Why your client should never buy annual renewable term.
I’ve written about how expensive association term and group term is, how poor the policy features are and the tremendous amount of money that can be saved by going with a better underwritten product. But there’s another term insurance situation that’s even more insidious in my estimation. Annual renewable term (ART) or yearly renewable term (YRT) can take the cake.
Creeping Up Premiums
This was brought back to me vividly during a recent client conversation. An attorney had a $750,000 ART term policy, and his wife had one for $550,000. The premiums were only about $500 and $300, respectively, which isn’t much money for a couple making the income they do. However, let’s look forward a bit.
They’re in the seventh year of their policies, which already tells me a lot. By the second or third year, most ART policies already exceed the premium of a 10-year level term product. In 10 years the premiums on his and hers, respectively, are $1,200 and $700. In 20 years, they’re $2,900 and $1,700. In 30 years, the numbers are $6,800 and $3,400. Of course, almost no one plans on keeping an ART in force for many years, but plans don’t always pan out. What I see too often is that ART that was so cheap in the early years, like association term, has a premium that slowly creeps up without anyone noticing. It’s like the proverbial frog in the water on the stove.
I’ve seen cases in which the ART had been in force for over 20 years. Even this one at seven years is a travesty. For this couple, a new 20-year level policy with a high-quality, well-respected insurance carrier issuing policies with very good contractual features would cost less every year for the next 20 years than the existing ART will cost this year. Ten years from now, the 20-year level term premium will be less than half the ART premium, and in 20 years, it will be less than 20% of the ART premium. The savings are ridiculous.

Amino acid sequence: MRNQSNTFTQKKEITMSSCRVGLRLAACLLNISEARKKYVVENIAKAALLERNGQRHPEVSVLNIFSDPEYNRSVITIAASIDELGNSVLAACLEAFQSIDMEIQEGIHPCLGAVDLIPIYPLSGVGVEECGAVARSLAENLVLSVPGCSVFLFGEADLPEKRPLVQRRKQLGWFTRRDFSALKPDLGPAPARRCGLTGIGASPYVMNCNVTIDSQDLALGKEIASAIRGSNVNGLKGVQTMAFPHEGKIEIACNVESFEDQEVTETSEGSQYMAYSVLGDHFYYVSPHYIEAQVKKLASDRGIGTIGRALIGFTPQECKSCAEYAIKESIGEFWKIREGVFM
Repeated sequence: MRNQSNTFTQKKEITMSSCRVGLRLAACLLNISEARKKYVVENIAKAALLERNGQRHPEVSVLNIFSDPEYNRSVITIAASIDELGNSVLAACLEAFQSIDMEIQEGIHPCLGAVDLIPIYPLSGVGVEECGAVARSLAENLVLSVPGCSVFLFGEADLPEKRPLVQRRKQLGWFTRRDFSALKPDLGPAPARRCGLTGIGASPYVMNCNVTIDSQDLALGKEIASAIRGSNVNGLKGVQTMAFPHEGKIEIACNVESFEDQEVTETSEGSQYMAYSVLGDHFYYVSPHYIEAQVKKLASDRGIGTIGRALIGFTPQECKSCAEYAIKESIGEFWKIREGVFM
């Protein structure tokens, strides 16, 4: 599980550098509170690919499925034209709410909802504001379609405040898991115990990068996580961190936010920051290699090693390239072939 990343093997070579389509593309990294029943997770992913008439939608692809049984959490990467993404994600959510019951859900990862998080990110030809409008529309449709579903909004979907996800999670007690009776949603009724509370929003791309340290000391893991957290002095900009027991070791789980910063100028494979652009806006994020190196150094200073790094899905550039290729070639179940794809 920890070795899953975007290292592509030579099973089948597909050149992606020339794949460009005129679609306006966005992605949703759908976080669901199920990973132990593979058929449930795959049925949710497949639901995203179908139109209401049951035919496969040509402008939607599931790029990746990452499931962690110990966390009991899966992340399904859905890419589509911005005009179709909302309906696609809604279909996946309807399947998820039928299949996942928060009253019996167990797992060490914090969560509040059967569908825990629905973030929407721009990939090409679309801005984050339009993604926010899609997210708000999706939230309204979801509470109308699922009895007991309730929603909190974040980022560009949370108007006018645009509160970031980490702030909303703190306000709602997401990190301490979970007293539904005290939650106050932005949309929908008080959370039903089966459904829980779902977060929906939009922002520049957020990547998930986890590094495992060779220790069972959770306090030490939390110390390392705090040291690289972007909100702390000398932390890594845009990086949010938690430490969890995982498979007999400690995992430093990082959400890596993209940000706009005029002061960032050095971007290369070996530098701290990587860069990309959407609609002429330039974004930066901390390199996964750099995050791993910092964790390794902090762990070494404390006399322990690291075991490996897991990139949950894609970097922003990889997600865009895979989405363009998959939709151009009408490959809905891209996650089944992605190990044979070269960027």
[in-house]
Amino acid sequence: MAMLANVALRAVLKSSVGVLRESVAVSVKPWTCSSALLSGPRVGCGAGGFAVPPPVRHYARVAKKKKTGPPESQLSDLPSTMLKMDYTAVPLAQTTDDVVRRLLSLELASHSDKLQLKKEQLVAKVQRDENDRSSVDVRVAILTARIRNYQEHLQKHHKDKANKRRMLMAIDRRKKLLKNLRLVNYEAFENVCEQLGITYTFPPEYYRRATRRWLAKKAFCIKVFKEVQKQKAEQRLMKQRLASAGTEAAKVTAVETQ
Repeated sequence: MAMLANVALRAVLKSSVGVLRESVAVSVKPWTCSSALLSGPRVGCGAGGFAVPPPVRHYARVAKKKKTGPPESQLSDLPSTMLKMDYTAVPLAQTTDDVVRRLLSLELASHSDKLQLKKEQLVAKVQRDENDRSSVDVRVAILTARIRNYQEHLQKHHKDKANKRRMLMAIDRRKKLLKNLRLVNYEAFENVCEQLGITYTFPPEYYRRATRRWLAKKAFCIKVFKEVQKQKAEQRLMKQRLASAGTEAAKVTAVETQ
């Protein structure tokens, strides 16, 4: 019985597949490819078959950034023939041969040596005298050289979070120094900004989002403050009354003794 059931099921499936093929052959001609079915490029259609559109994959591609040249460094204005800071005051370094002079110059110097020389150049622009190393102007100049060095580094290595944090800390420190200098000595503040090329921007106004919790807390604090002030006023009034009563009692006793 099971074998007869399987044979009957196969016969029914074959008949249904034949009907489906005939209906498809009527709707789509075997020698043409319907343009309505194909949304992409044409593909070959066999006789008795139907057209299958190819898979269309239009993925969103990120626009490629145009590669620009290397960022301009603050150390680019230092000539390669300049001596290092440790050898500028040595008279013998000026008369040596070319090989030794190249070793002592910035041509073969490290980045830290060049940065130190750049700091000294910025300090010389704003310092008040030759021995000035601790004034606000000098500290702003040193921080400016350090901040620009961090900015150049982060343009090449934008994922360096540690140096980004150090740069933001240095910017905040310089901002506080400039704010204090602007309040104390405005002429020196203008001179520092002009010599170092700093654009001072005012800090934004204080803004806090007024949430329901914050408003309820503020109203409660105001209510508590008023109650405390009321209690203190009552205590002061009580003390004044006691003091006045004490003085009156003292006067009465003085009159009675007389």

Strategies Behind Sale
This begs the question of why ART is ever sold. There may be the occasional situation in which the insurance is actually needed for only a year or two, but those situations are few and far between. I’ll tell you where I generally see this and why.
The ART I overwhelmingly run across is issued by a major mutual insurance company. Why? Their level term policies are rather expensive compared with competition in the market. ART looks inexpensive compared with their level term offerings, and this is often what’s necessary to pitch in order to win a deal. Of course, this is disingenuous, but all’s fair in love and war … and sales. If true, this would be bad enough but doesn’t hold a candle to the more insidious strategy.
While not the predominant practice of this mutual carrier’s sales force, I’ve seen numerous examples of ART being sold so that when premiums increase, the agent goes back to the client to discuss avoiding the increasing premiums by converting to whole life coverage. Did you catch that? Purposely selling an uncompetitive, increasing premium product to drive expensive term conversions in the future? I’ve seen it a number of times and yes, it’s despicable.
In this situation, even if the agent’s intent wasn’t nefarious, this couple is still seven years into a ridiculously expensive policy, and heaven knows how far they would go. After all, they trusted the agent and were starting to boil in the pan and didn’t know it. When was the agent ever going to let them know or was he going to stay quiet? Of course, now they’re pissed and changing directions regarding product, carrier and agent.
With barely an exception, most clients should never move forward with an ART policy. Given the many ART contracts I’ve reviewed, I’ve never seen a single time it was in the client’s best interest.
Bill Boersma is a CLU, AEP and LIC and the founder and owner of OC Consulting Group. More information can be found at www.OC-LIC.com, www.BillBoersmaOnLifeInsurance.info, www.XpertLifeInsAdvice.com or email at email@example.com.